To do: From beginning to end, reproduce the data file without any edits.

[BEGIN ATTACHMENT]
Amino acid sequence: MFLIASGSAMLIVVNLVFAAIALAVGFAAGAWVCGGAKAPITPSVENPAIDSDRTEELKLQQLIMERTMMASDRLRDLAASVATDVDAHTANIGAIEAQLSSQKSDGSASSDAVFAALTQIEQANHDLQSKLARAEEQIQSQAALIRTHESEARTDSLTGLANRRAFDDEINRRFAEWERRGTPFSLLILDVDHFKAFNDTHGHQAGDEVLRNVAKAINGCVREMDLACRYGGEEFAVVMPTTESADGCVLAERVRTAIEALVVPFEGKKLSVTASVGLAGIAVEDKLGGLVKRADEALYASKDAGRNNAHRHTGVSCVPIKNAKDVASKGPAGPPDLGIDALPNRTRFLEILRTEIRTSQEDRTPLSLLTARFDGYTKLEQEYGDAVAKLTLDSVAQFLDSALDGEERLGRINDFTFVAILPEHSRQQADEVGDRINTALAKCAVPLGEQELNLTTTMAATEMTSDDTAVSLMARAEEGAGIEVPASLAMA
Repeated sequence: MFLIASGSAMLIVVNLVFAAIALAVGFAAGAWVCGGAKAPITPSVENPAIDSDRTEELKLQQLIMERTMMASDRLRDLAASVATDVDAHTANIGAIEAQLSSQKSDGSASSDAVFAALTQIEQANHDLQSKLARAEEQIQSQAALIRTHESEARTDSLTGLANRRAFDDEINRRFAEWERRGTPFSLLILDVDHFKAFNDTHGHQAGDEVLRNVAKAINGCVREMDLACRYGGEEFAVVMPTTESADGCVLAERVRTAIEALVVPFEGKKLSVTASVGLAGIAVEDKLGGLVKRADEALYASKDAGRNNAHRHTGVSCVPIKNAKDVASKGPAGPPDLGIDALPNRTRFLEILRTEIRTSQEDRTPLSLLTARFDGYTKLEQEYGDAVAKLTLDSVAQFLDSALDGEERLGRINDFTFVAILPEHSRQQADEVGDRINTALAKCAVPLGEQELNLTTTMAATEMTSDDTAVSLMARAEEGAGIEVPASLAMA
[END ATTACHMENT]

Amino acid sequence: MFLIASGSAMLIVVNLVFAAIALAVGFAAGAWVCGGAKAPITPSVENPAIDSDRTEELKLQQLIMERTMMASDRLRDLAASVATDVDAHTANIGAIEAQLSSQKSDGSASSDAVFAALTQIEQANHDLQSKLARAEEQIQSQAALIRTHESEARTDSLTGLANRRAFDDEINRRFAEWERRGTPFSLLILDVDHFKAFNDTHGHQAGDEVLRNVAKAINGCVREMDLACRYGGEEFAVVMPTTESADGCVLAERVRTAIEALVVPFEGKKLSVTASVGLAGIAVEDKLGGLVKRADEALYASKDAGRNNAHRHTGVSCVPIKNAKDVASKGPAGPPDLGIDALPNRTRFLEILRTEIRTSQEDRTPLSLLTARFDGYTKLEQEYGDAVAKLTLDSVAQFLDSALDGEERLGRINDFTFVAILPEHSRQQADEVGDRINTALAKCAVPLGEQELNLTTTMAATEMTSDDTAVSLMARAEEGAGIEVPASLAMA
Repeated sequence: MFLIASGSAMLIVVNLVFAAIALAVGFAAGAWVCGGAKAPITPSVENPAIDSDRTEELKLQQLIMERTMMASDRLRDLAASVATDVDAHTANIGAIEAQLSSQKSDGSASSDAVFAALTQIEQANHDLQSKLARAEEQIQSQAALIRTHESEARTDSLTGLANRRAFDDEINRRFAEWERRGTPFSLLILDVDHFKAFNDTHGHQAGDEVLRNVAKAINGCVREMDLACRYGGEEFAVVMPTTESADGCVLAERVRTAIEALVVPFEGKKLSVTASVGLAGIAVEDKLGGLVKRADEALYASKDAGRNNAHRHTGVSCVPIKNAKDVASKGPAGPPDLGIDALPNRTRFLEILRTEIRTSQEDRTPLSLLTARFDGYTKLEQEYGDAVAKLTLDSVAQFLDSALDGEERLGRINDFTFVAILPEHSRQQADEVGDRINTALAKCAVPLGEQELNLTTTMAATEMTSDDTAVSLMARAEEGAGIEVPASLAMA